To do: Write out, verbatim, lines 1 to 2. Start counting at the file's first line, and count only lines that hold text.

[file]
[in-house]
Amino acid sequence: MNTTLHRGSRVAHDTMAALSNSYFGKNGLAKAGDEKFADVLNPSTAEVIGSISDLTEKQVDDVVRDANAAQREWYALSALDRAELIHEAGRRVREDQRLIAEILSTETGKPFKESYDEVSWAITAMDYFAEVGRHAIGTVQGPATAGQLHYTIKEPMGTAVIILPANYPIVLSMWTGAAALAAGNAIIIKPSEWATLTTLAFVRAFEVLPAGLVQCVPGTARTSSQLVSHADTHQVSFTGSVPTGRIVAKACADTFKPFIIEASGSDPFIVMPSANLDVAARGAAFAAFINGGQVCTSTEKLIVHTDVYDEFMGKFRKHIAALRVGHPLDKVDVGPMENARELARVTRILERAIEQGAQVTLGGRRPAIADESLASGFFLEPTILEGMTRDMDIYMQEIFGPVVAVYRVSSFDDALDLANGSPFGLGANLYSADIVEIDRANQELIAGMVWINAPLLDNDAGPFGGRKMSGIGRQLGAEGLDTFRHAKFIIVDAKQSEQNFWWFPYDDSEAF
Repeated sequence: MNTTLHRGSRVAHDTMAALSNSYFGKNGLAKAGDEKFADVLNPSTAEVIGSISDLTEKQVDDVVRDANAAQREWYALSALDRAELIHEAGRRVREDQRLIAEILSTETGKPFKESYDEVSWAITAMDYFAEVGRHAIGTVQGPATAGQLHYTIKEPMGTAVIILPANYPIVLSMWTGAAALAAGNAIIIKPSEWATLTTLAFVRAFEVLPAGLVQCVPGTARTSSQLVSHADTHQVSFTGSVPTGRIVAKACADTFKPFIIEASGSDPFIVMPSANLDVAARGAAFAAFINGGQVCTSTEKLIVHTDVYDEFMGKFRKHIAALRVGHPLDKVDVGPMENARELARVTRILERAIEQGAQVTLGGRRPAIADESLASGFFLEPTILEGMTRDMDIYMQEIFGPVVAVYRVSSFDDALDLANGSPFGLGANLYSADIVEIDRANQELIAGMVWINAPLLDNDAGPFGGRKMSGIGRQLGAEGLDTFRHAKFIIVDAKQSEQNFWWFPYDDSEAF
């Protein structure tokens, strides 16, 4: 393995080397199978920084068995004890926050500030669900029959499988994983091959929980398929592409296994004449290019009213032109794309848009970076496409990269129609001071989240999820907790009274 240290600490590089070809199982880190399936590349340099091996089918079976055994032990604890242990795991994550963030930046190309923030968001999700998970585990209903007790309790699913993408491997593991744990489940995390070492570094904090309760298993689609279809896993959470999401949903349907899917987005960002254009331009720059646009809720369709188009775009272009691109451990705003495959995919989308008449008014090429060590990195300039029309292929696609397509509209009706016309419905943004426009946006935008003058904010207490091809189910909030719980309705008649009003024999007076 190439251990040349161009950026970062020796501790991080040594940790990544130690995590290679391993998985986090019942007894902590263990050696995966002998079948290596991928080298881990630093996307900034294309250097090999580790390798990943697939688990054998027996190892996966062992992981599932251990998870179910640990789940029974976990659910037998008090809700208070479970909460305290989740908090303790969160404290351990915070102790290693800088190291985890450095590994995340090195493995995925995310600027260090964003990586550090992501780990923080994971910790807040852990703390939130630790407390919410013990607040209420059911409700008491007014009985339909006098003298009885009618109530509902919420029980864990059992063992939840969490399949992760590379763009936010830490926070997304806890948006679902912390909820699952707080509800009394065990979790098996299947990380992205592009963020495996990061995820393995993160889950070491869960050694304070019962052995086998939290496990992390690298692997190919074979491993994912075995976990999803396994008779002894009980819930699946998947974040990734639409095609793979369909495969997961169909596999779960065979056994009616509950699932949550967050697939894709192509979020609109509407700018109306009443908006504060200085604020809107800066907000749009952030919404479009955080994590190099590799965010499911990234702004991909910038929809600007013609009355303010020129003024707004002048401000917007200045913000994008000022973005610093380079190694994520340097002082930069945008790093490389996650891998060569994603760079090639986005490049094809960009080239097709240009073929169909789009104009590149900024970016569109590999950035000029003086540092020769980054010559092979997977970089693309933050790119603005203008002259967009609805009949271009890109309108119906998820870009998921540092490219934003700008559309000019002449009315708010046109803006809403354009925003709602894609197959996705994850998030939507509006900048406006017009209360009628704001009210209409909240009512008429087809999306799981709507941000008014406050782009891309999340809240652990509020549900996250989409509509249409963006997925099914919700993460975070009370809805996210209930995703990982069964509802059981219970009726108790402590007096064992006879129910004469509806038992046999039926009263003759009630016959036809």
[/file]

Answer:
[in-house]
Amino acid sequence: MNTTLHRGSRVAHDTMAALSNSYFGKNGLAKAGDEKFADVLNPSTAEVIGSISDLTEKQVDDVVRDANAAQREWYALSALDRAELIHEAGRRVREDQRLIAEILSTETGKPFKESYDEVSWAITAMDYFAEVGRHAIGTVQGPATAGQLHYTIKEPMGTAVIILPANYPIVLSMWTGAAALAAGNAIIIKPSEWATLTTLAFVRAFEVLPAGLVQCVPGTARTSSQLVSHADTHQVSFTGSVPTGRIVAKACADTFKPFIIEASGSDPFIVMPSANLDVAARGAAFAAFINGGQVCTSTEKLIVHTDVYDEFMGKFRKHIAALRVGHPLDKVDVGPMENARELARVTRILERAIEQGAQVTLGGRRPAIADESLASGFFLEPTILEGMTRDMDIYMQEIFGPVVAVYRVSSFDDALDLANGSPFGLGANLYSADIVEIDRANQELIAGMVWINAPLLDNDAGPFGGRKMSGIGRQLGAEGLDTFRHAKFIIVDAKQSEQNFWWFPYDDSEAF